The intertwining of Domestic Violence and Human Trafficking
October 6th marks the beginning of Domestic Violence Awareness Month. Already a silent danger in households across the United States, this extended period of stay at home orders, online schooling, and working from home has increased its risk, and importance, more than ever. According to the National Coalition Against Domestic Violence (NACDV), twenty people per minute are abused by a domestic partner. This equates to a stunning ten million people a year, right here in our reputedly “advanced” United States.
How is domestic violence related to human trafficking? The answer is simple. In 2009, the U.S. State Department cited a 2009 study from London, reporting 70% of women victimized by human trafficking experienced domestic partner abuse before being trafficked. Even worse, sometimes the trafficker themselves originally was the victim’s domestic partner. This illustrates a cycle of abuse often leaving victims hopeless and alone. Women and men in domestic violence situations often lack resources, support, or the ability to remove themselves from dangerous situations; often, leaving their abuser means ending up on the streets.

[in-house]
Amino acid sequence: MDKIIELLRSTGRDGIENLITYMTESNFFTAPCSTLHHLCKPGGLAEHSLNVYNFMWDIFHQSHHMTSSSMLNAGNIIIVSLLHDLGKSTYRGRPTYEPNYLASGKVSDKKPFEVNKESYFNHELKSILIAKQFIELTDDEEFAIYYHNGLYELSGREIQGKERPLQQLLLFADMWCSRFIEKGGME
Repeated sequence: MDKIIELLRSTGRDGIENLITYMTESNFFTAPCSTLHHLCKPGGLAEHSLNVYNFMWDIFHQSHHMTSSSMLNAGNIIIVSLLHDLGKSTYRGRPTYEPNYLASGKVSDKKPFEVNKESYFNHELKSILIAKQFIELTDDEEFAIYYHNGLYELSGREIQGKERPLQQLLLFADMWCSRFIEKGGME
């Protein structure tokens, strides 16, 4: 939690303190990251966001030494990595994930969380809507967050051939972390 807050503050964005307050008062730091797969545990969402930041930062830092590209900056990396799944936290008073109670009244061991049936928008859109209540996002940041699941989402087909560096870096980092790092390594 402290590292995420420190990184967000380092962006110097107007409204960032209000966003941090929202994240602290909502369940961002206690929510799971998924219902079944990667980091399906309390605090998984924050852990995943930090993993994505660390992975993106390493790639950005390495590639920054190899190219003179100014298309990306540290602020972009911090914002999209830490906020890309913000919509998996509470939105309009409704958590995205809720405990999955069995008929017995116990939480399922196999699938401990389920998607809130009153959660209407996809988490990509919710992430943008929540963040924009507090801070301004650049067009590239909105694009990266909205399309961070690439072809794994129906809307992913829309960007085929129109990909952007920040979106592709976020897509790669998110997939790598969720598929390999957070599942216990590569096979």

But ending up on the street is not always a domestic violence victim’s biggest fear. No time is more dangerous to a domestic violence victim than the initial weeks after deciding to leave. The NACDV reports 72% of all murder-suicides involve intimate partners. Leaving is much harder when your life is on the line. As a community, we must empower and enable victims and survivors of domestic violence situations in their quest to find a way out.
Once a domestic violence victim determines a way out, the community should come together to help empower and support the survivor. The weeks and months immediately after leaving the violence situation likely determine the eventual outcome of the rest of a victim’s life. With the necessary compassion and community support, we all strive towards a common goal of severing the correlation between domestic violence and human trafficking.
Suffering from violence at the hands of a domestic partner does not doom someone to eventual trafficking, nor does it mean you have to end up alone.
At Paving the Way Foundation, we want to ensure no victim feels they are alone. If you, or someone you know, is a victim of domestic abuse, or think they may be, please call the
National Hotline for Domestic Abuse at 1-800-799-7233. They can connect you with resources in your areas, provide advice on resolving your situation, or even just listen – please let them help. You matter.